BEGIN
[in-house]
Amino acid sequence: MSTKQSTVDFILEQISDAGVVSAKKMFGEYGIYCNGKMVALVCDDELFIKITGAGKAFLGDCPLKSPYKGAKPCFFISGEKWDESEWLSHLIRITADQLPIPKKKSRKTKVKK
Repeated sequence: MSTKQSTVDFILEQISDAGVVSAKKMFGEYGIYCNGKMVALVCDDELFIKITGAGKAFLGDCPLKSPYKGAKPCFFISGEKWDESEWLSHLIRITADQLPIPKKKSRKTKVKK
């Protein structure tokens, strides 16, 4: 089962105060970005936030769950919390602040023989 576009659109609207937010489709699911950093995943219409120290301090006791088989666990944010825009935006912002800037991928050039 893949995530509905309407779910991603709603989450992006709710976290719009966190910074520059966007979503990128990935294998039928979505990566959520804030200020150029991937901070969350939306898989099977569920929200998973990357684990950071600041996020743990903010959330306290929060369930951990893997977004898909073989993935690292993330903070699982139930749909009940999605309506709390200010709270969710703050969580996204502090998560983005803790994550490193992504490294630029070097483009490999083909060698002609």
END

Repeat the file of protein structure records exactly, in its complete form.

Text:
[in-house]
Amino acid sequence: MSTKQSTVDFILEQISDAGVVSAKKMFGEYGIYCNGKMVALVCDDELFIKITGAGKAFLGDCPLKSPYKGAKPCFFISGEKWDESEWLSHLIRITADQLPIPKKKSRKTKVKK
Repeated sequence: MSTKQSTVDFILEQISDAGVVSAKKMFGEYGIYCNGKMVALVCDDELFIKITGAGKAFLGDCPLKSPYKGAKPCFFISGEKWDESEWLSHLIRITADQLPIPKKKSRKTKVKK
């Protein structure tokens, strides 16, 4: 089962105060970005936030769950919390602040023989 576009659109609207937010489709699911950093995943219409120290301090006791088989666990944010825009935006912002800037991928050039 893949995530509905309407779910991603709603989450992006709710976290719009966190910074520059966007979503990128990935294998039928979505990566959520804030200020150029991937901070969350939306898989099977569920929200998973990357684990950071600041996020743990903010959330306290929060369930951990893997977004898909073989993935690292993330903070699982139930749909009940999605309506709390200010709270969710703050969580996204502090998560983005803790994550490193992504490294630029070097483009490999083909060698002609």